#BookReview The Listening Walls by Margaret Millar #crimefiction

The Listening WallsAbout the Book

Wilma Wyatt died when she hit the pavement – on that, and on nothing else, the eyewitnesses agree. Now her body lies lifeless in the street outside her Mexico City hotel, but a story of blackmail, missing persons and murder, stretching all the way to San Francisco, is only just beginning.

Back in California, private detective Elmer Dodd looks for answers, but this is a mystery that grows more twisted at every turn, and blood will be spilled again before he gets to the truth.

Format: Paperback (224 pages)         Publisher: Pushkin Vertigo
Publication date: 3rd October 2019 Genre: Crime

Purchase links*
Amazon.co.uk | Amazon.com | Hive (supporting UK bookshops)
*links provided for convenience, not as part of any affiliate programme

Find The Listening Walls this on Goodreads


My Review

I was intrigued when Elise at Pushkin Press sent me an email entitled ‘The Unfathomable Case of the Forgotten Female Crime Writer’ asking for my help with a mysterious case that needed solving as soon as possible. Elise explained they publish the work of – in her day – one of America’s most influential crime writers, Margaret Millar.

I’m not ashamed to admit I’d never heard of her but Elise reassured me I’m almost certainly not alone. Vastly successful in her day, the world seems to have forgotten Margaret Millar. Until now… as Pushkin Press are determined to revive Millar’s books as part of shining a spotlight on the forgotten female crime writers of the past two centuries.

20190925_172041-1When Elise asked me if I’d be interested in receiving a starter pack comprising The Listening Walls, Vanish in an Instant and A Stranger in my Grave, of course I said yes. And don’t they look lovely. The last two are still in my TBR pile but I picked up The Listening Walls, the most recently published of the series, as soon as I could.

On turning the last page, I found myself in agreement with the quote at the front of my copy by Christopher Fowler, author of the Bryant & May mysteries: ‘She can’t write a dull sentence, and her endings always deliver a shock’.

I really enjoyed the depiction of the minor characters and the little details of suburban and domestic life revealed during Elmer Dodd’s interviews with witnesses and potential suspects. Similarly, the clever plotting with clues (or are they red herrings?) at every turn is designed to wrong-foot the reader. It certainly succeeded with me resulting in frequent reassessment of suspects and the likely culprit. The book concludes with what I now know is Millar’s trademark final page reveal.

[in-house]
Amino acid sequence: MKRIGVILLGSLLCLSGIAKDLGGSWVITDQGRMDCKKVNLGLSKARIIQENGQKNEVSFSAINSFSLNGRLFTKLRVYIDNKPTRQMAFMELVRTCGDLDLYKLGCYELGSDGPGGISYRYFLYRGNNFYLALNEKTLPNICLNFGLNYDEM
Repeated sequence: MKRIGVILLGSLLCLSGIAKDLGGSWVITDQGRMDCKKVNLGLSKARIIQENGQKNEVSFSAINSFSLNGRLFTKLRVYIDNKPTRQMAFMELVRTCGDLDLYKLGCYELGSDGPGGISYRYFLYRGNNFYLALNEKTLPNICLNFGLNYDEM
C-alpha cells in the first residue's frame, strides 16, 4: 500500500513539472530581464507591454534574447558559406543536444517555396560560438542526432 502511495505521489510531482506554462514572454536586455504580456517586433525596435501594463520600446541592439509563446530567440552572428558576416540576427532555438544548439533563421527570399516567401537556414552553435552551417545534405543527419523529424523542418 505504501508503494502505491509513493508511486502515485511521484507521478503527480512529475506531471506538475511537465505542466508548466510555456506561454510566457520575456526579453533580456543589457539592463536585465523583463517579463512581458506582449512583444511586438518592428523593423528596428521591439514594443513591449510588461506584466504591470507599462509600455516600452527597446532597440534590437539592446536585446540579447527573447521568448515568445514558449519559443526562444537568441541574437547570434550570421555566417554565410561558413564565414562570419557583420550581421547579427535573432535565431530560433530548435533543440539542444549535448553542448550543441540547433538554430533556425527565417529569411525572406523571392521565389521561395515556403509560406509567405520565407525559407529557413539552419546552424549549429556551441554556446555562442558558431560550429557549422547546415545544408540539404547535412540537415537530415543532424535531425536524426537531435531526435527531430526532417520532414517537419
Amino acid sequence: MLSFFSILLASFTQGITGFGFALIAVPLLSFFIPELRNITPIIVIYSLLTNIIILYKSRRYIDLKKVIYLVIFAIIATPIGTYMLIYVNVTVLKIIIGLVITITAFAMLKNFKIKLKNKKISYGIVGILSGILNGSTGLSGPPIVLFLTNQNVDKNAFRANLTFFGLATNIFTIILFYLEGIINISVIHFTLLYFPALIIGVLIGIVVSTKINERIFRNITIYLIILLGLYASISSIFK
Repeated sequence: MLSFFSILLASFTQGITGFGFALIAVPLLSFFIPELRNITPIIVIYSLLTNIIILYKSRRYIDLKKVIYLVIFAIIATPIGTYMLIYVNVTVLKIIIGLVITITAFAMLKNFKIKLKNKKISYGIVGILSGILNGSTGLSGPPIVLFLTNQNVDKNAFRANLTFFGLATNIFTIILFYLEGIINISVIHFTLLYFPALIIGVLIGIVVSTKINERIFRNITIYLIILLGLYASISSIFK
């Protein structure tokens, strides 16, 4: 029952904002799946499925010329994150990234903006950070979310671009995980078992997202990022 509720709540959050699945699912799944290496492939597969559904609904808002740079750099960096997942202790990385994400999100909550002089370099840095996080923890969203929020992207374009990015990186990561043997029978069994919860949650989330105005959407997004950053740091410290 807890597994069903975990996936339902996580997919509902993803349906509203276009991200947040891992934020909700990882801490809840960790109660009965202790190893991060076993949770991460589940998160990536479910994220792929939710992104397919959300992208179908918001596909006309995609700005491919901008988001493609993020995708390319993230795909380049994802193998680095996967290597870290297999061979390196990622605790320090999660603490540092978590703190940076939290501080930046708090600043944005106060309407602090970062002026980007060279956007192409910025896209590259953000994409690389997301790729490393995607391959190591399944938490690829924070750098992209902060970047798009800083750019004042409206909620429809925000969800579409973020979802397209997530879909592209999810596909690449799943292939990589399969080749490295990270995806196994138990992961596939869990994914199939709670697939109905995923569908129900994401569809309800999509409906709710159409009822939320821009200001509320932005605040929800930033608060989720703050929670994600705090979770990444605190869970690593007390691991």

Described as ‘a suspenseful masterpiece about corrupted love, from a master of American noir’, The Listening Walls will delight fans of classic crime fiction and possibly introduce them to a new author whose other work they can discover. I shall certainly be moving Vanish in an Instant and A Stranger in my Grave up my reading pile.

In three words: Classy, suspenseful, clever

Try something similar: The Executioner Weeps by Frederic Dard (read my review here)

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About the Author

Margaret Millar (1915-1994) was the author of 27 books and a masterful pioneer of psychological mysteries and thrillers. Born in Kitchener, Ontario, she spent most of her life in Santa Barbara, California, with her husband Ken Millar, who is better known by his nom de plume of Ross Macdonald. Her 1956 novel Beast in View won the Edgar Allan Poe Award for Best Novel. In 1965 Millar was the recipient of the Los Angeles Times Woman of the Year Award and in 1983 the Mystery Writers of America awarded her the Grand Master Award for Lifetime Achievement. Millar’s cutting wit and superb plotting have left her an enduring legacy as one of the most important crime writers of both her own and subsequent generations.

4 thoughts on “#BookReview The Listening Walls by Margaret Millar #crimefiction

  1. Great review! I’ve never heard of this author. Of course, I’m only just recently cycling back into crime fiction reading, and I prefer hist fic crime novels though I’ve been reading lots of good modern day ones lately.

    Like

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